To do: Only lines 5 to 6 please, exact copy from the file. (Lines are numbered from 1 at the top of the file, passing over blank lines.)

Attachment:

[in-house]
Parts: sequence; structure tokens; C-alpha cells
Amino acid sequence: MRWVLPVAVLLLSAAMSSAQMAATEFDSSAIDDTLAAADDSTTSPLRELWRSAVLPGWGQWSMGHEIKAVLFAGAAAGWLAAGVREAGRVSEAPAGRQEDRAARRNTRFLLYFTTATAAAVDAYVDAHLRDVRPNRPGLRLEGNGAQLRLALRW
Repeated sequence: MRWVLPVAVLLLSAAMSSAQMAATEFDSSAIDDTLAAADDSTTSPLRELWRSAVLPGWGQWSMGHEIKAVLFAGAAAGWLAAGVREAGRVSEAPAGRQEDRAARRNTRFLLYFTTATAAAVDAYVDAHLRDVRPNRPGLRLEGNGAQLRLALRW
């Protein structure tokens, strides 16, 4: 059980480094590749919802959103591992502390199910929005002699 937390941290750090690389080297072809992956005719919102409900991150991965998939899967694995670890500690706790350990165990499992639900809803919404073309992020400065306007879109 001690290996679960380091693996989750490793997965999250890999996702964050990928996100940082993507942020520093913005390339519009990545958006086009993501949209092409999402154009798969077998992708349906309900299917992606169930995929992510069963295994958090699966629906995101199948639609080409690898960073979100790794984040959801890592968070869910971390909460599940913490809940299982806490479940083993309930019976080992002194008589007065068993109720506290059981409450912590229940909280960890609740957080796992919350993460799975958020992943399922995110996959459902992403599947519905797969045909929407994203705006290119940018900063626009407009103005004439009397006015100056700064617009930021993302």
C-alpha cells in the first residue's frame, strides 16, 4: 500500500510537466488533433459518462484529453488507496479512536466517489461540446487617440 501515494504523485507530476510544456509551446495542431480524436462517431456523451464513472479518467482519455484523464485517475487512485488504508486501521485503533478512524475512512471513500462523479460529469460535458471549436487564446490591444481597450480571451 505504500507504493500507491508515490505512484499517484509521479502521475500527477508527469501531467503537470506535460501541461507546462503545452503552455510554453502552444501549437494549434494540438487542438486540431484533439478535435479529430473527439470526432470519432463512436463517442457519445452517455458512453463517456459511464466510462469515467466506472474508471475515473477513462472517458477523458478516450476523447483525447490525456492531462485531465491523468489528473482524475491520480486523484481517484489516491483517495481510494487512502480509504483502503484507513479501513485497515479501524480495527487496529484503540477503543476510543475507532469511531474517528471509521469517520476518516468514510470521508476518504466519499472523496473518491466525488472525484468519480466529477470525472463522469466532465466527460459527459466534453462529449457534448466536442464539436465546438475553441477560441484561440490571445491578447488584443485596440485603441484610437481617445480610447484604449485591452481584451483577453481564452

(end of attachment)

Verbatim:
């Protein structure tokens, strides 16, 4: 059980480094590749919802959103591992502390199910929005002699 937390941290750090690389080297072809992956005719919102409900991150991965998939899967694995670890500690706790350990165990499992639900809803919404073309992020400065306007879109 001690290996679960380091693996989750490793997965999250890999996702964050990928996100940082993507942020520093913005390339519009990545958006086009993501949209092409999402154009798969077998992708349906309900299917992606169930995929992510069963295994958090699966629906995101199948639609080409690898960073979100790794984040959801890592968070869910971390909460599940913490809940299982806490479940083993309930019976080992002194008589007065068993109720506290059981409450912590229940909280960890609740957080796992919350993460799975958020992943399922995110996959459902992403599947519905797969045909929407994203705006290119940018900063626009407009103005004439009397006015100056700064617009930021993302």
C-alpha cells in the first residue's frame, strides 16, 4: 500500500510537466488533433459518462484529453488507496479512536466517489461540446487617440 501515494504523485507530476510544456509551446495542431480524436462517431456523451464513472479518467482519455484523464485517475487512485488504508486501521485503533478512524475512512471513500462523479460529469460535458471549436487564446490591444481597450480571451 505504500507504493500507491508515490505512484499517484509521479502521475500527477508527469501531467503537470506535460501541461507546462503545452503552455510554453502552444501549437494549434494540438487542438486540431484533439478535435479529430473527439470526432470519432463512436463517442457519445452517455458512453463517456459511464466510462469515467466506472474508471475515473477513462472517458477523458478516450476523447483525447490525456492531462485531465491523468489528473482524475491520480486523484481517484489516491483517495481510494487512502480509504483502503484507513479501513485497515479501524480495527487496529484503540477503543476510543475507532469511531474517528471509521469517520476518516468514510470521508476518504466519499472523496473518491466525488472525484468519480466529477470525472463522469466532465466527460459527459466534453462529449457534448466536442464539436465546438475553441477560441484561440490571445491578447488584443485596440485603441484610437481617445480610447484604449485591452481584451483577453481564452